Here we see plainly illustrated the important difference between a functional description of an object and a thorough analysis of that same object. We can categorize objects according to visible characteristics as well as their usage in the real world. Such categorizations are valid, but only in a superficial way.
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Why Christians and Jews were for so long indistinguishable — even after the flight to Pella

Cover of "Border Lines: The Partition of ...

Cover via Amazon

Warning. Dr Larry Hurtado and others embracing a similar perspective disagree strongly with the views of the scholar to be discussed in this post. I will address some of Hurtado’s criticisms of Dr Daniel Boyarin at a later date. But now you know that what I am covering here is not a consensus view. But it offers ideas that deserve exploring and thinking through, whatever position arrive at in the end.

I am sure I am not alone in having wondered at some time how it can be that Roman authorities, as we are told, could not easily tell Christians apart from Jews in the early days. One group was dominated by those who worshiped Jesus and did not keep the Jewish customs and the other by those who cursed Jesus and did keep the Jewish customs. So when in Acts we read of authorities being prepared to dismiss complaints of either party because they thought the issue was merely over legalistic quibbles, something does not sound quite right — or “coherent”, as a scholar interested in criteria of authenticity might say. Something’s missing from this equation.

The Long Good-Bye

Recently I finished reading Tom Holland’s In the Shadow of the Sword. He makes the point Christianity and Judaism as we understand them did not really come into their own, that is, separate as truly distinct religions until the fourth century. (He cites scholarly works, of course.) What led to that clear demarcation between the two as opposing religions was the work of the heresiologists on both sides. There arose a situation where it became necessary for Christians who had achieved some political power and status to draw clear boundaries to define who was ‘in’ and who was ‘out’. Jewish authorities were correspondingly obliged to do the same.

I am in the early stages of reading Daniel Boyarin’s Border Lines: The Partition of Judaeo-Christianity. Fate must have led me to this book just after reading Tom Holland’s because Boyarin expresses the very same view of the late definitive separation between the two religions. (I don’t really believe in Fate, by the way.) As would be expected given the different themes of the two books, Boyarin goes into more detail than Holland to make his case. He addresses the long-established conservative view that the final break between the two happened after the first Jewish War, or certainly no later than the second in the 130s.

Pella, Jordan 2000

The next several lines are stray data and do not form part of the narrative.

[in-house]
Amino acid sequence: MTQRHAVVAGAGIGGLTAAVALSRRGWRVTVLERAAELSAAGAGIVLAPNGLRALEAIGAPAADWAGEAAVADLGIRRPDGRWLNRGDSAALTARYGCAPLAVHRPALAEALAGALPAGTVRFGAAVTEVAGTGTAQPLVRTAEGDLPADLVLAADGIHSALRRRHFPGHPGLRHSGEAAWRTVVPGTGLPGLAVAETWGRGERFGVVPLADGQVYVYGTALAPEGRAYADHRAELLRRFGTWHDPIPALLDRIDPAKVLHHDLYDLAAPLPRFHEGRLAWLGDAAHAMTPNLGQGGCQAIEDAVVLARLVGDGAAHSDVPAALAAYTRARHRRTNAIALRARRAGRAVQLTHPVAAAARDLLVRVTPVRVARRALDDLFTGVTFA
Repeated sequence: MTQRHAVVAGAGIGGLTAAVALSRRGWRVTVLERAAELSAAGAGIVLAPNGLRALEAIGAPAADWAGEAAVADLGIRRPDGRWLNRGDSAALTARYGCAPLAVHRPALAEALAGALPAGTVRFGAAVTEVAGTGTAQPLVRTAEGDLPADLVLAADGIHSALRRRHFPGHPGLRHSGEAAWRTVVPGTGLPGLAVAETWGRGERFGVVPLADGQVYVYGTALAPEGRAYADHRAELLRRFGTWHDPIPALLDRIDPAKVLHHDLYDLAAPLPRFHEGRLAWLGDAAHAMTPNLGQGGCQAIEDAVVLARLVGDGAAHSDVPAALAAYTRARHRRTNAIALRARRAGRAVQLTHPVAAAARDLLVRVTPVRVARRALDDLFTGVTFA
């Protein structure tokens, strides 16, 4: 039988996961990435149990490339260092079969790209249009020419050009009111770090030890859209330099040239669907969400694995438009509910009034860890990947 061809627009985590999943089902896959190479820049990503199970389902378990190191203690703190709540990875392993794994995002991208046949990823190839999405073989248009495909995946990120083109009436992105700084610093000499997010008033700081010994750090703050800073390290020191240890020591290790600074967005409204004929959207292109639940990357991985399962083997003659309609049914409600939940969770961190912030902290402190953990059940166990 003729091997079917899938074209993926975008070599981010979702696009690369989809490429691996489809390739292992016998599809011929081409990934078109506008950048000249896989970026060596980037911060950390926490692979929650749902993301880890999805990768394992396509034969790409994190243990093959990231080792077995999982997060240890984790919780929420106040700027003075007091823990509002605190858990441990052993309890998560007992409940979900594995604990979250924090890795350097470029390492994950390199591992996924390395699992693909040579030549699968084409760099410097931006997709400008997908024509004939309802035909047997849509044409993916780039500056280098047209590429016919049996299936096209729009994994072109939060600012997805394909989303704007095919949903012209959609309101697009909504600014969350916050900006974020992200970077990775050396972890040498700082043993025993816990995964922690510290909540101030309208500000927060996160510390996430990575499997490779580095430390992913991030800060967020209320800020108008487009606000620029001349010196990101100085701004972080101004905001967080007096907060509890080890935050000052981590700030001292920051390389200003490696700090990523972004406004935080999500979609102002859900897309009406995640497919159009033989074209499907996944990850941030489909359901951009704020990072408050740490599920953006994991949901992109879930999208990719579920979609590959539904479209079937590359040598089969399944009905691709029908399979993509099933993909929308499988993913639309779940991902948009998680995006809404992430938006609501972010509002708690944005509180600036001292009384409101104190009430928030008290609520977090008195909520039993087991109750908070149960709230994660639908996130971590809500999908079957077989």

Pella, Jordan 2000 (Photo credit: Wikipedia)

The real meaning of the Pella legend?

One of his interesting points is made in relation to the legend of the early Church fleeing to Pella. That has often been interpreted as the final breach between Christianity and Judaism. The Jerusalem Church fled the city to escape the imminent conquest of the city by the Romans. Eusebius even links this with a heavenly voice heard in the Temple saying “Let us remove hence!” (Quaint translation of “Armaggedon outta here”.) Later Ebion was believed to have arisen from among these Christians and founded the “Ebionites” — Jewish Christians who had truly separated themselves from Judaism.

Boyarin puts a fly in the ointment of the legend that this event might be interpreted as the final rift between Judaism and Christianity. read more »

Losing our sense of the tragic and the human bond

What depresses me most about debates like the recent discussion over Western attitudes towards Muslims is the black and white view so many people have. “If you disagree with us you can only be wrong and not worth listening to.” “I can’t hear you because you are arguing against something I strongly believe and the way I view the world.”

Ideologically driven closed-mindedness can be found on both sides, of course. But bloody hell, what’s wrong with trying to maintain a sense of humanity and tragedy in the whole discussion? We are all human and talking about the fate of other humans, and there is a strong tragic streak running through the whole human condition on this stage.

Someone here recently said he found Muslims are no different from us in their everyday concerns. That such a statement was thought worth pointing out (and it is!) speaks volumes for how semi-barbaric much of the discussion has become.

There are anti-war activists who have sons and daughters on willing active service (volunteers) in Afghanistan and Iraq. In a good number of those I have reason to believe they are very close to their children despite ideological (or generation) differences.